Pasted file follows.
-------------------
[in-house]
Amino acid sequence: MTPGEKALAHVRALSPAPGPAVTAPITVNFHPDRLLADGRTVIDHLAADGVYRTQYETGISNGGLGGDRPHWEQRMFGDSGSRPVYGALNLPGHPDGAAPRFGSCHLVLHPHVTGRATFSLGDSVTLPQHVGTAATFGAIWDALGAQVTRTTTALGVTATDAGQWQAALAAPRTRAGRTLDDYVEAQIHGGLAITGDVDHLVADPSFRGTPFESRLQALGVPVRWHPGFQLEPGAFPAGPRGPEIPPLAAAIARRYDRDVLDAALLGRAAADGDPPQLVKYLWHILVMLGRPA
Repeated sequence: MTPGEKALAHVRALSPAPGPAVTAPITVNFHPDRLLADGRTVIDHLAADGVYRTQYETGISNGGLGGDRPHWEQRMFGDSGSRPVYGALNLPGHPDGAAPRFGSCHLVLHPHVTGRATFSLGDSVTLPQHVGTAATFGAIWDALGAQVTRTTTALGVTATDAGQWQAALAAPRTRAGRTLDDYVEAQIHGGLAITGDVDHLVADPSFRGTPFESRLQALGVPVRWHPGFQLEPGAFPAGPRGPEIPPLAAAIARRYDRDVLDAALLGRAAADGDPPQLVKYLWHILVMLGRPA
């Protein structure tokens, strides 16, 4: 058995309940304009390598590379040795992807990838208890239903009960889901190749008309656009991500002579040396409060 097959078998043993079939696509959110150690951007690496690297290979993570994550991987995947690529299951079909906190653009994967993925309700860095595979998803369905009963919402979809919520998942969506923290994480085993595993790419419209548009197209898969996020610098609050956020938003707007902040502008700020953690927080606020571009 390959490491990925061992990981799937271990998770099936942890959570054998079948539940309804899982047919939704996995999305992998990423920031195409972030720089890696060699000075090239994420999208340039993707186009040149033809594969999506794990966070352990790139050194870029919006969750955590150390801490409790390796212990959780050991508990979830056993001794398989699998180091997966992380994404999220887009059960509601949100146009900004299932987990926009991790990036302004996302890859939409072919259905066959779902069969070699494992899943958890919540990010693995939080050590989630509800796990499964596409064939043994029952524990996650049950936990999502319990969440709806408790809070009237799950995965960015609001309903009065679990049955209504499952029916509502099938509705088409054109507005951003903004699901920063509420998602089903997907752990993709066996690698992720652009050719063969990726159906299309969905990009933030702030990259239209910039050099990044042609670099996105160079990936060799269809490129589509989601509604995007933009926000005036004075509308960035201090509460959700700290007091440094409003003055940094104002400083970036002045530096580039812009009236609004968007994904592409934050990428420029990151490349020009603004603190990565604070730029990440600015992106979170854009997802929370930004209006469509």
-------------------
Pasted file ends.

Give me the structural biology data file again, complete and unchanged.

[in-house]
Amino acid sequence: MTPGEKALAHVRALSPAPGPAVTAPITVNFHPDRLLADGRTVIDHLAADGVYRTQYETGISNGGLGGDRPHWEQRMFGDSGSRPVYGALNLPGHPDGAAPRFGSCHLVLHPHVTGRATFSLGDSVTLPQHVGTAATFGAIWDALGAQVTRTTTALGVTATDAGQWQAALAAPRTRAGRTLDDYVEAQIHGGLAITGDVDHLVADPSFRGTPFESRLQALGVPVRWHPGFQLEPGAFPAGPRGPEIPPLAAAIARRYDRDVLDAALLGRAAADGDPPQLVKYLWHILVMLGRPA
Repeated sequence: MTPGEKALAHVRALSPAPGPAVTAPITVNFHPDRLLADGRTVIDHLAADGVYRTQYETGISNGGLGGDRPHWEQRMFGDSGSRPVYGALNLPGHPDGAAPRFGSCHLVLHPHVTGRATFSLGDSVTLPQHVGTAATFGAIWDALGAQVTRTTTALGVTATDAGQWQAALAAPRTRAGRTLDDYVEAQIHGGLAITGDVDHLVADPSFRGTPFESRLQALGVPVRWHPGFQLEPGAFPAGPRGPEIPPLAAAIARRYDRDVLDAALLGRAAADGDPPQLVKYLWHILVMLGRPA
């Protein structure tokens, strides 16, 4: 058995309940304009390598590379040795992807990838208890239903009960889901190749008309656009991500002579040396409060 097959078998043993079939696509959110150690951007690496690297290979993570994550991987995947690529299951079909906190653009994967993925309700860095595979998803369905009963919402979809919520998942969506923290994480085993595993790419419209548009197209898969996020610098609050956020938003707007902040502008700020953690927080606020571009 390959490491990925061992990981799937271990998770099936942890959570054998079948539940309804899982047919939704996995999305992998990423920031195409972030720089890696060699000075090239994420999208340039993707186009040149033809594969999506794990966070352990790139050194870029919006969750955590150390801490409790390796212990959780050991508990979830056993001794398989699998180091997966992380994404999220887009059960509601949100146009900004299932987990926009991790990036302004996302890859939409072919259905066959779902069969070699494992899943958890919540990010693995939080050590989630509800796990499964596409064939043994029952524990996650049950936990999502319990969440709806408790809070009237799950995965960015609001309903009065679990049955209504499952029916509502099938509705088409054109507005951003903004699901920063509420998602089903997907752990993709066996690698992720652009050719063969990726159906299309969905990009933030702030990259239209910039050099990044042609670099996105160079990936060799269809490129589509989601509604995007933009926000005036004075509308960035201090509460959700700290007091440094409003003055940094104002400083970036002045530096580039812009009236609004968007994904592409934050990428420029990151490349020009603004603190990565604070730029990440600015992106979170854009997802929370930004209006469509």